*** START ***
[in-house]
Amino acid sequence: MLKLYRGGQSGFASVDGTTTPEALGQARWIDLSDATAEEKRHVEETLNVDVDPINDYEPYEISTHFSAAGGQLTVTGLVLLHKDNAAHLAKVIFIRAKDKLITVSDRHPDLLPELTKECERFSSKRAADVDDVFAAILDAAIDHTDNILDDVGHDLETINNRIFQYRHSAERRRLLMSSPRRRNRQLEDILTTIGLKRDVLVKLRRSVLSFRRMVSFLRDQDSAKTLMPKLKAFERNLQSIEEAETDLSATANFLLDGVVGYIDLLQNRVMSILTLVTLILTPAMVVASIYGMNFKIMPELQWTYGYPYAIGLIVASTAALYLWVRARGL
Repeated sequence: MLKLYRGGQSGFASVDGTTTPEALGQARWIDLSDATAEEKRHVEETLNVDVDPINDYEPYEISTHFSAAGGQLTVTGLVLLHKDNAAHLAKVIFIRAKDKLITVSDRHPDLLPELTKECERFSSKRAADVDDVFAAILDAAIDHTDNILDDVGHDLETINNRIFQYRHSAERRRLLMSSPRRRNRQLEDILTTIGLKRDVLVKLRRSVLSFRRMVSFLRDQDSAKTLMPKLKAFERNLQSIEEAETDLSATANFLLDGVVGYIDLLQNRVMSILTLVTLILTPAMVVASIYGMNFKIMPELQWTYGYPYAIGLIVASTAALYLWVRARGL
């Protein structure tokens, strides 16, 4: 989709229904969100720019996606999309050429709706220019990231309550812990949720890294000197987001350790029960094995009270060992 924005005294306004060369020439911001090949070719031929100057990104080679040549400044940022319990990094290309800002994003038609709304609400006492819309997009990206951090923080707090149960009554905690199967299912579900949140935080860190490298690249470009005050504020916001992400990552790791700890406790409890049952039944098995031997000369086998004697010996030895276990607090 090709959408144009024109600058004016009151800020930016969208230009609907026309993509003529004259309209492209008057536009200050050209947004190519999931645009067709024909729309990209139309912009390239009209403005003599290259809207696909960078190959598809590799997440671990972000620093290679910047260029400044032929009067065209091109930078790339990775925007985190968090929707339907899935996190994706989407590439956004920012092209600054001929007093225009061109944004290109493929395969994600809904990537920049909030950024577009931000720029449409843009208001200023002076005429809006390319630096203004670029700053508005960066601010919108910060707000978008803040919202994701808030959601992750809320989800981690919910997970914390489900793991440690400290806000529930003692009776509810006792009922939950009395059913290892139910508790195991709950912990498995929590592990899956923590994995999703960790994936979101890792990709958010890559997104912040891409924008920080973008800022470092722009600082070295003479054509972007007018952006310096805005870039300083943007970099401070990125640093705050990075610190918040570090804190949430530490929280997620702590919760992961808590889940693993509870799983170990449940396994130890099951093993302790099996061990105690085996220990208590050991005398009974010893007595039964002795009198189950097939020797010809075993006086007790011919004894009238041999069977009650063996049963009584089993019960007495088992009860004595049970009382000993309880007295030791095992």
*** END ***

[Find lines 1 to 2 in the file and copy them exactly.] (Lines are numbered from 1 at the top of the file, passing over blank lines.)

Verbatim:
[in-house]
Amino acid sequence: MLKLYRGGQSGFASVDGTTTPEALGQARWIDLSDATAEEKRHVEETLNVDVDPINDYEPYEISTHFSAAGGQLTVTGLVLLHKDNAAHLAKVIFIRAKDKLITVSDRHPDLLPELTKECERFSSKRAADVDDVFAAILDAAIDHTDNILDDVGHDLETINNRIFQYRHSAERRRLLMSSPRRRNRQLEDILTTIGLKRDVLVKLRRSVLSFRRMVSFLRDQDSAKTLMPKLKAFERNLQSIEEAETDLSATANFLLDGVVGYIDLLQNRVMSILTLVTLILTPAMVVASIYGMNFKIMPELQWTYGYPYAIGLIVASTAALYLWVRARGL